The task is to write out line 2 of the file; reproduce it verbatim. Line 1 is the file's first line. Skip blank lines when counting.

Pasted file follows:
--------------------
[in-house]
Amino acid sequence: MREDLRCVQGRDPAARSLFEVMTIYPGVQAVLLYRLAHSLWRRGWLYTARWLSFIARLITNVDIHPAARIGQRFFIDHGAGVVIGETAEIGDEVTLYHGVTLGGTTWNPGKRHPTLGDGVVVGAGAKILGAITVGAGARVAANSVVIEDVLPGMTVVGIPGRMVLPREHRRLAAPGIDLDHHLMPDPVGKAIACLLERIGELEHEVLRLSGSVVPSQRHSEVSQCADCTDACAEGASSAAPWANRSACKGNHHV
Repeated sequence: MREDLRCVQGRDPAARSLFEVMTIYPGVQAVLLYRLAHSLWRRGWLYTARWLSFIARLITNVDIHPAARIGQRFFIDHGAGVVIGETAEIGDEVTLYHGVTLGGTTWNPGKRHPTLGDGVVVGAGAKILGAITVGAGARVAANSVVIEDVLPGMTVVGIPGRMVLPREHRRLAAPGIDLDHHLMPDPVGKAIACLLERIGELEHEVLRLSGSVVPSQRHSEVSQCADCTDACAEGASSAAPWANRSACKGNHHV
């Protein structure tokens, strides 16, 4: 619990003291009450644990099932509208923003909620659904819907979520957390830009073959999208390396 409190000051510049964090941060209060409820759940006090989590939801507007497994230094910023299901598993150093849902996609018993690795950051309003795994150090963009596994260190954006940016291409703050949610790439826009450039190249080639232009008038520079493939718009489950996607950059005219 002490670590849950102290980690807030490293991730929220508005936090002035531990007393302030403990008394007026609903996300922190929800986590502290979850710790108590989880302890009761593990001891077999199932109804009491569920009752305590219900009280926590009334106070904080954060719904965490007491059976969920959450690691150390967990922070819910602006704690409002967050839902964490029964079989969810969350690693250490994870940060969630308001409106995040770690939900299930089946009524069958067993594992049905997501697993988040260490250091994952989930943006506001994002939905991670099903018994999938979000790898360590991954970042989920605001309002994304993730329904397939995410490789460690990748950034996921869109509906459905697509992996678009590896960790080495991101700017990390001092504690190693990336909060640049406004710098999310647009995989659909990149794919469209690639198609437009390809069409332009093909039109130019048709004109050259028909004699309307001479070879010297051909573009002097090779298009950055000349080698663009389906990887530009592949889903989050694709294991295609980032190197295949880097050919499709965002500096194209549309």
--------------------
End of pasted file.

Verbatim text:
Amino acid sequence: MREDLRCVQGRDPAARSLFEVMTIYPGVQAVLLYRLAHSLWRRGWLYTARWLSFIARLITNVDIHPAARIGQRFFIDHGAGVVIGETAEIGDEVTLYHGVTLGGTTWNPGKRHPTLGDGVVVGAGAKILGAITVGAGARVAANSVVIEDVLPGMTVVGIPGRMVLPREHRRLAAPGIDLDHHLMPDPVGKAIACLLERIGELEHEVLRLSGSVVPSQRHSEVSQCADCTDACAEGASSAAPWANRSACKGNHHV